In this context it is not far-fetched to suggest that those who have a nausea against beef-eating should treat those who eat beef as Untouchables.
There is really no necessity to enter upon any speculation as to whether beef-eating was or was not the principal reason for the rise of Untouchability. This new theory receives support from the Hindu Shastras. The Veda Vyas Smriti contains the following verse which specifies the communities which are included in the category of Antyajas and the reasons why they were so included
L.12-13 “The Charmakars (Cobbler), the Bhatta (Soldier), the Bhilla, the Rajaka (washerman), the Puskara, the Nata (actor), the Vrata, the Meda, the Chandala, the Dasa, the Svapaka, and the Kolika- these are known as Antyajas as well as others who eat cow’s flesh.”
Generally speaking, the Smritikars never care to explain the why and the how of their dogmas. But this case is exception. For in this case, Veda Vyas does explain the cause of untouchability. The clause “as well as others who eat cow’s flesh” is very important. It shows that the Smritikars knew that the origin of untouchability is to be found in the eating of beef. The dictum of Veda Vyas must close the argument. It comes, so to say, straight from the horse’s mouth and what is important is that it is also rational for it accords with facts as we know them.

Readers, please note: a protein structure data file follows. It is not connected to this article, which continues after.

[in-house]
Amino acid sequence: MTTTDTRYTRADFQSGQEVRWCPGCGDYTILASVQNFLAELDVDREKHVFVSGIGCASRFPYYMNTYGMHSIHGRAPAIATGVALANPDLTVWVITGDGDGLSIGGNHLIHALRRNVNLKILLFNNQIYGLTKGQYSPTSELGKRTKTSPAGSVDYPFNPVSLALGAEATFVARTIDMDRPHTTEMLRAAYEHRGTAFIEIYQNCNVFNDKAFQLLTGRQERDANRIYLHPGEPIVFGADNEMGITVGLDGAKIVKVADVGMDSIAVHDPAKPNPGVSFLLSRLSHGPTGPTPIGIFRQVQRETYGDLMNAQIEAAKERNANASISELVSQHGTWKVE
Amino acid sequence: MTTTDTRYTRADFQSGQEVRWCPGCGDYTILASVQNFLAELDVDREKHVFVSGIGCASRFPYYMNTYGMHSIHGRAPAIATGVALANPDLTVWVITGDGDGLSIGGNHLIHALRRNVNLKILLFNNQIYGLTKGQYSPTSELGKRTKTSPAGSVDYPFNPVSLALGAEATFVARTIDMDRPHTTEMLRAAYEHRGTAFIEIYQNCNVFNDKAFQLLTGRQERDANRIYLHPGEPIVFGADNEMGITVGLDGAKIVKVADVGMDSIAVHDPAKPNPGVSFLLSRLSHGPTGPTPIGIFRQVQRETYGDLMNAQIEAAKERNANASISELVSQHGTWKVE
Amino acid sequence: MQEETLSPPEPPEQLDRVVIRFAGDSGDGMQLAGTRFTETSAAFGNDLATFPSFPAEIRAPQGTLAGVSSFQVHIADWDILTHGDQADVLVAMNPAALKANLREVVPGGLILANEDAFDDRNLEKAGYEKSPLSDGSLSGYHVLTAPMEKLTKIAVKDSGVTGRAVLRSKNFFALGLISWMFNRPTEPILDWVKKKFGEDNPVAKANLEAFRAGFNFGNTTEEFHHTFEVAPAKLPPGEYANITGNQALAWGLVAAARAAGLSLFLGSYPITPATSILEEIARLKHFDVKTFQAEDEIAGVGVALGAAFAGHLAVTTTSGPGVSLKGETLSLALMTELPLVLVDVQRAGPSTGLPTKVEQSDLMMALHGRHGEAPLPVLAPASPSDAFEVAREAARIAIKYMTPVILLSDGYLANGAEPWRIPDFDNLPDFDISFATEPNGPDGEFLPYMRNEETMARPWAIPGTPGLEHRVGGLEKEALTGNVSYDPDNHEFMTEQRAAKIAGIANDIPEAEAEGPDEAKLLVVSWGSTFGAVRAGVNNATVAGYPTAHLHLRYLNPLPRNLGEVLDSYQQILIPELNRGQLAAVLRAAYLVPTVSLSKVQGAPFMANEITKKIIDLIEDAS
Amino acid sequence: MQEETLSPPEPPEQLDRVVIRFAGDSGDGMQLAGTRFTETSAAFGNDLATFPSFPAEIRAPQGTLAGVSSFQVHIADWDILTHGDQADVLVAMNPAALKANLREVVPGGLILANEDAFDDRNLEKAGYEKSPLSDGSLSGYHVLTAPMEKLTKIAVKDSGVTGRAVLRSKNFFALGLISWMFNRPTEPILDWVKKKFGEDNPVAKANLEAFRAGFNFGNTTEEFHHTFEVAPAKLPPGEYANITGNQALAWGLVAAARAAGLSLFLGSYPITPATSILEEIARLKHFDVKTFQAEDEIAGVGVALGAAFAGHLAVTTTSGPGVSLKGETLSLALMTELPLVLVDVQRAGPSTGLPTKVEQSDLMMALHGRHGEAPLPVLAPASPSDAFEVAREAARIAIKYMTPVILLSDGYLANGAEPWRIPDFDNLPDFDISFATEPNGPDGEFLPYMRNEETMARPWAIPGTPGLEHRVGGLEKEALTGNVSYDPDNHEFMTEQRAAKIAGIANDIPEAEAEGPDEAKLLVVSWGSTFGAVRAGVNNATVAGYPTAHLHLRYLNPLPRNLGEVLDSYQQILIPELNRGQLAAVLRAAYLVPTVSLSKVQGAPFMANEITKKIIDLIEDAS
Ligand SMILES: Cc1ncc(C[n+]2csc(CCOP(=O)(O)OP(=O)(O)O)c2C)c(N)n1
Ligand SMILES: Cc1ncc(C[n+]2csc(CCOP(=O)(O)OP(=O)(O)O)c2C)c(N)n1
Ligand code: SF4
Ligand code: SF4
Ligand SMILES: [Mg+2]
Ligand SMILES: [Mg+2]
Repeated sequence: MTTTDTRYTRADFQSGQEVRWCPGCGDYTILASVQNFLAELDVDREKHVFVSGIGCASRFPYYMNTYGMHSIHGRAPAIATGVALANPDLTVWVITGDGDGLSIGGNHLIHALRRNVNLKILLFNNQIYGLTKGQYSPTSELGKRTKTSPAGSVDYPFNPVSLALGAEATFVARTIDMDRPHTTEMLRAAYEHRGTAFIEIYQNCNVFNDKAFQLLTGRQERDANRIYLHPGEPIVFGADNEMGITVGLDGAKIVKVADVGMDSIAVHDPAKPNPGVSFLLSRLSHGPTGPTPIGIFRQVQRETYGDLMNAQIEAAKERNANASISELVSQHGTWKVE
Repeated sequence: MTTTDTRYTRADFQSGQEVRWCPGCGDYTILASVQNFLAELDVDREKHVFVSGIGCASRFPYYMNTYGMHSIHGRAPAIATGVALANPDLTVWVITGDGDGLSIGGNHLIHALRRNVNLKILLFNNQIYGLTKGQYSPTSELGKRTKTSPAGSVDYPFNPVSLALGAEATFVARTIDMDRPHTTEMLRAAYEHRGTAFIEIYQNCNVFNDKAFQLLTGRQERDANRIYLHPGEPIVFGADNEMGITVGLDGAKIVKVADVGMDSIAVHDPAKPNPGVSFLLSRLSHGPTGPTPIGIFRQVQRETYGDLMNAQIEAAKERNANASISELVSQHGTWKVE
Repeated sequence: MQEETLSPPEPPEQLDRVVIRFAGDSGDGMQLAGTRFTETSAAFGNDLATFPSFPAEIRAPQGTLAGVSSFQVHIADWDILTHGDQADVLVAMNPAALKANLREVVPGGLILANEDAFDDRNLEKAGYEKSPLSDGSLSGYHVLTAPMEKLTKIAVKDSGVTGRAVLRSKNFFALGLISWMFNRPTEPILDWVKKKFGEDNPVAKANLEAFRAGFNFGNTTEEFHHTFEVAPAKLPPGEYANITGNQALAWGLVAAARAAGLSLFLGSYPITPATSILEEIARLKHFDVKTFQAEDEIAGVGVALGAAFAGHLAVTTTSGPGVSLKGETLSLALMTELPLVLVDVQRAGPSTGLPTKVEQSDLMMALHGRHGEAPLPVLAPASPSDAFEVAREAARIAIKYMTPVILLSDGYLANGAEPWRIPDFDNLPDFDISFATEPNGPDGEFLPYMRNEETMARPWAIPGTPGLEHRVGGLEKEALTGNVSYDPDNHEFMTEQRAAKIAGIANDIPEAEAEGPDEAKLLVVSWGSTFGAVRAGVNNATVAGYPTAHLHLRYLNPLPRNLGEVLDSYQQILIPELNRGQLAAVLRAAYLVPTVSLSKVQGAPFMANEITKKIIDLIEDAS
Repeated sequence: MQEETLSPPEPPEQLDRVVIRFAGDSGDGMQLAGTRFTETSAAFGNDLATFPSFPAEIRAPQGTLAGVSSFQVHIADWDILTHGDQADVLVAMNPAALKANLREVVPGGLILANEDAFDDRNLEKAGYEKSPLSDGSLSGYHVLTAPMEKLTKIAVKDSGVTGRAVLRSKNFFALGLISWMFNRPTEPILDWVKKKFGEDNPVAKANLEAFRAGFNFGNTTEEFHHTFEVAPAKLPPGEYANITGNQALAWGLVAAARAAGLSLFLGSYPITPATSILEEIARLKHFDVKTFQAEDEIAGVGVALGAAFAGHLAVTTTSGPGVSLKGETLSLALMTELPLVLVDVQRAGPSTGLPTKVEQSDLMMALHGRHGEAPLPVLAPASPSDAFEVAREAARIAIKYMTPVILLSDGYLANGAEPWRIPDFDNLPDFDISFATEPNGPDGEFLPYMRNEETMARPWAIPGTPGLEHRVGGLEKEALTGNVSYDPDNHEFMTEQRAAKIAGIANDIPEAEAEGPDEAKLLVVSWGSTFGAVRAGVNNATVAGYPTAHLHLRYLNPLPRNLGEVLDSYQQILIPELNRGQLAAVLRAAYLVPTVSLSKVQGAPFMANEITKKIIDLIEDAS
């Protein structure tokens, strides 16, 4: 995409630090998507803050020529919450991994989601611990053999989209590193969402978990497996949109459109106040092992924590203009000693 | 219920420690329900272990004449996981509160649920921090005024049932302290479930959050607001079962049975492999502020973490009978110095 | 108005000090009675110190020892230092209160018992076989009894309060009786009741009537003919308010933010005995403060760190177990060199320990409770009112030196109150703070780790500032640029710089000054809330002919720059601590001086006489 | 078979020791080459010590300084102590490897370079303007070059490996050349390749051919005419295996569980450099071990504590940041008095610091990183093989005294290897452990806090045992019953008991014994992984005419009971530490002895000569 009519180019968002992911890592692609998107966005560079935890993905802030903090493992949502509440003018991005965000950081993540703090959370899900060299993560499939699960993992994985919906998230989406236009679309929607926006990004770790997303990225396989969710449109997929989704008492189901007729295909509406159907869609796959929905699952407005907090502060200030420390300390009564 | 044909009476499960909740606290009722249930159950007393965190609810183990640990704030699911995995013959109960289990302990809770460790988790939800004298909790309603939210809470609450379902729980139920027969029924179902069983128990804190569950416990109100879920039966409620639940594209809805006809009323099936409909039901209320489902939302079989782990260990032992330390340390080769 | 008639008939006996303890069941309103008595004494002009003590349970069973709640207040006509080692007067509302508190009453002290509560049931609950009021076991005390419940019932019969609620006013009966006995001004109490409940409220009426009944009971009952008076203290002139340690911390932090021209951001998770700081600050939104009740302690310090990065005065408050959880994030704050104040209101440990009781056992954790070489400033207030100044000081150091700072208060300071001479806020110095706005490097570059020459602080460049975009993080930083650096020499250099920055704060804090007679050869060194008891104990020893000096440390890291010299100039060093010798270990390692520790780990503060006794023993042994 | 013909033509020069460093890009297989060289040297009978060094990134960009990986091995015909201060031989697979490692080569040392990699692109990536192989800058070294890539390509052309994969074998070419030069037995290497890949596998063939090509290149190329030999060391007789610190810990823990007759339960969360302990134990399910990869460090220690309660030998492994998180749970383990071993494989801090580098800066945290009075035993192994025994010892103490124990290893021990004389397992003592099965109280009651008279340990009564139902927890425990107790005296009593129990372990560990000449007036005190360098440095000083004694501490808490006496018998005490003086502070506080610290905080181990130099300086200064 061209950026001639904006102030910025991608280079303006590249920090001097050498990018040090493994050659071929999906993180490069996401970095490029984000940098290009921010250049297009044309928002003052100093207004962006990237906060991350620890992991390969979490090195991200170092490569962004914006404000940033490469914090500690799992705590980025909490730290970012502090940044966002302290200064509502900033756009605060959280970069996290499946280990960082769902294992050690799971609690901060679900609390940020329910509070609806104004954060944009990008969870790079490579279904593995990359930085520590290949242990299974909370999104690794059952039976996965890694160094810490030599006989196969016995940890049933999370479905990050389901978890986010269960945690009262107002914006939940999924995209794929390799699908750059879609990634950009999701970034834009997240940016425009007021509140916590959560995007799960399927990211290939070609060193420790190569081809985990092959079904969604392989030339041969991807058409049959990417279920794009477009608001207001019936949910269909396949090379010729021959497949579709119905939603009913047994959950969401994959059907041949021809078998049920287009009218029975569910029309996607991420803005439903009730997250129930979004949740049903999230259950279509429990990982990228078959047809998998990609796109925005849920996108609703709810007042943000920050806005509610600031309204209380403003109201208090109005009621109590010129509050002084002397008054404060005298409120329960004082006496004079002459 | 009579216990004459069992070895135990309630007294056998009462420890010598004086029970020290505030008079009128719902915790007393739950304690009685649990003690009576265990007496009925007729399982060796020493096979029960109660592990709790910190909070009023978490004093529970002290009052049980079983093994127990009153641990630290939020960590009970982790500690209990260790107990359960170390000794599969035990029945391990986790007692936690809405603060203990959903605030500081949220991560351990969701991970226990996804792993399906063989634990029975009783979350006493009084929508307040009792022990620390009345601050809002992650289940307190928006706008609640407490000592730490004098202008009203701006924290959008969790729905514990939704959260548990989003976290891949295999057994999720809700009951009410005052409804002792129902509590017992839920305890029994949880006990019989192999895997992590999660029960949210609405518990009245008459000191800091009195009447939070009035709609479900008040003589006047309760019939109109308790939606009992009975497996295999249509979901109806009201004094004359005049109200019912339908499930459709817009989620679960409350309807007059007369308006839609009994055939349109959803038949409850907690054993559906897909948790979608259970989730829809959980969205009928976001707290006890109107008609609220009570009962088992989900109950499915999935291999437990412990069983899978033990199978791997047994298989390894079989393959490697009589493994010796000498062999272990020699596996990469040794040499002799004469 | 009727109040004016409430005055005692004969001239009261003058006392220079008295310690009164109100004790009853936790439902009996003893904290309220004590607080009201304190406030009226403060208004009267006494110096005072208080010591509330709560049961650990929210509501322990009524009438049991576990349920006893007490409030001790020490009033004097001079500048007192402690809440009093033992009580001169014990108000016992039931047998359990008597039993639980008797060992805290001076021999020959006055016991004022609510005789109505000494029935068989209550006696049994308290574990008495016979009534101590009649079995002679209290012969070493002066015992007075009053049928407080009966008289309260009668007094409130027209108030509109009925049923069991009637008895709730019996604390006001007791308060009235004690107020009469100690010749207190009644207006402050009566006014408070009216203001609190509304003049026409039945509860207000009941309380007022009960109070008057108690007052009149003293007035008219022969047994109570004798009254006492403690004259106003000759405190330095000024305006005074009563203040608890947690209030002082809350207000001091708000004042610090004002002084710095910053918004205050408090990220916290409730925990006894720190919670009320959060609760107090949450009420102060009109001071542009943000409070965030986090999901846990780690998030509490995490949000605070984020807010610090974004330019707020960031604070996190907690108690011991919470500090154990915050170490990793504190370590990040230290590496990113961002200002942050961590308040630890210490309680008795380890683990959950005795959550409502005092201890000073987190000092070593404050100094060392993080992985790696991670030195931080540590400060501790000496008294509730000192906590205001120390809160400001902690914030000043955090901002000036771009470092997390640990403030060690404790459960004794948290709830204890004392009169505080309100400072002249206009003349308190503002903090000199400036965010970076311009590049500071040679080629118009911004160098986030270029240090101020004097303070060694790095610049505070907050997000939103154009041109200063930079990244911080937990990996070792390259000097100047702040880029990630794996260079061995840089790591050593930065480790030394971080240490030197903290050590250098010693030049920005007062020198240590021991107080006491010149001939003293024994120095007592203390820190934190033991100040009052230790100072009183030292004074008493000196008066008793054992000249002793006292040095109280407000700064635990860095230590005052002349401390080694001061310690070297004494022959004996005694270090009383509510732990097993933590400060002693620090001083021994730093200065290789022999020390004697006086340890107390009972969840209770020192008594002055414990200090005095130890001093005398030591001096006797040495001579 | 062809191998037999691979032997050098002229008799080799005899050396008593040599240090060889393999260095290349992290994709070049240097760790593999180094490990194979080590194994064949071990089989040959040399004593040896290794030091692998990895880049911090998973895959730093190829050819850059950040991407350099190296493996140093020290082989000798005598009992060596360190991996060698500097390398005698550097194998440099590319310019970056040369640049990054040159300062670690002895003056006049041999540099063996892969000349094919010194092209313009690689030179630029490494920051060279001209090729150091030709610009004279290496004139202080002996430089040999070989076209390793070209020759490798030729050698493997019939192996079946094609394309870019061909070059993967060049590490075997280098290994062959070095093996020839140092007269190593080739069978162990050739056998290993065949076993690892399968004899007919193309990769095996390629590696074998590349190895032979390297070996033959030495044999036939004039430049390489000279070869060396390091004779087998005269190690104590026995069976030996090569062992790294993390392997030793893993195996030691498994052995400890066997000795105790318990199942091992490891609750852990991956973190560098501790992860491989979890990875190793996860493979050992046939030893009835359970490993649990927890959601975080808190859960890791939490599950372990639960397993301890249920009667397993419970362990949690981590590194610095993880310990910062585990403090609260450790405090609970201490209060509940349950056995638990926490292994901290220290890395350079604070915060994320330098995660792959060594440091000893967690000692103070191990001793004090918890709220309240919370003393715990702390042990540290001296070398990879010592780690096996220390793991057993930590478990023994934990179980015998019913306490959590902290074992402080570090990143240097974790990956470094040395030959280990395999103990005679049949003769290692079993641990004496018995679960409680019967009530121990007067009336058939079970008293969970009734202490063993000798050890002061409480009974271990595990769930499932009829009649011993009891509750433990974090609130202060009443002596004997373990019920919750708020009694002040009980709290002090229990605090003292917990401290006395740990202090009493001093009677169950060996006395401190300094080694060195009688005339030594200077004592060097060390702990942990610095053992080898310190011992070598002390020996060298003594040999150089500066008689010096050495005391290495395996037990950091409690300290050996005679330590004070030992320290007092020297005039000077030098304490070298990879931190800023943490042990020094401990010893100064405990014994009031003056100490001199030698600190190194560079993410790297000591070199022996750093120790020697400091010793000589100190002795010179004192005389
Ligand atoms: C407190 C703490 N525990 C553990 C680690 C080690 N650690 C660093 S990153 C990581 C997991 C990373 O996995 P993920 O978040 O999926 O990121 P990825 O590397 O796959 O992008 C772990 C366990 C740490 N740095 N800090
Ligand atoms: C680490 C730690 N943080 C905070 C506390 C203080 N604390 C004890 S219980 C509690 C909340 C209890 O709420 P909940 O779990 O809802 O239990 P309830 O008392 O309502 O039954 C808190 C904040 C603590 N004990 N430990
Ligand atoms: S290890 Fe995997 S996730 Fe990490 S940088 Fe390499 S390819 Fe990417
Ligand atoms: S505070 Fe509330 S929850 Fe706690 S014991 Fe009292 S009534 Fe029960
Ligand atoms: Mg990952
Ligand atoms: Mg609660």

The new approach in the search for the origin of Untouchability has brought to the surface two sources of the origin of Untouchability. One is the general atmosphere of scorn and contempt spread by the Brahmins against those who were Buddhists and the second is the habit of beef-eating kept on by the Broken Men. As has been said the first circumstance could not be sufficient to account for stigma of Untouchability attaching itself to the Broken Men. For the scorn and contempt for Buddhists spread by the Brahmins was too general and affected all Buddhists and not merely the Broken Men. The reason why Broken Men only became Untouchables was because in addition to being Buddhists they retained their habit of beef-eating which gave additional ground for offence to the Brahmins to carry their new-found love and reverence to the cow to its logical conclusion. We may therefore conclude that the Broken Men were exposed to scorn and contempt on the ground that they were Buddhists, and the main cause of their Untouchability was beef-eating.
The theory of beef-eating as the cause of untouchability also gives rise to many questions. Critics are sure to ask: What is the cause of the nausea which the Hindus have against beef-eating? Were the Hindus always opposed to beef-eating? If not, why did they develop such a nausea against it? Were the Untouchables given to beef-eating from the very start? Why did they not give up beef-eating when it was abandoned by the Hindus? Were the Untouchables always Untouchables? If there was a time when the Untouchables were not Untouchables even though they ate beef why should beef-eating give rise to Untouchability at a later-stage? If the Hindus were eating beef, when did they give it up? If Untouchability is a reflex of the nausea of the Hindus against beef-eating, how long after the Hindus had given up beef-eating did Untouchability come into being?….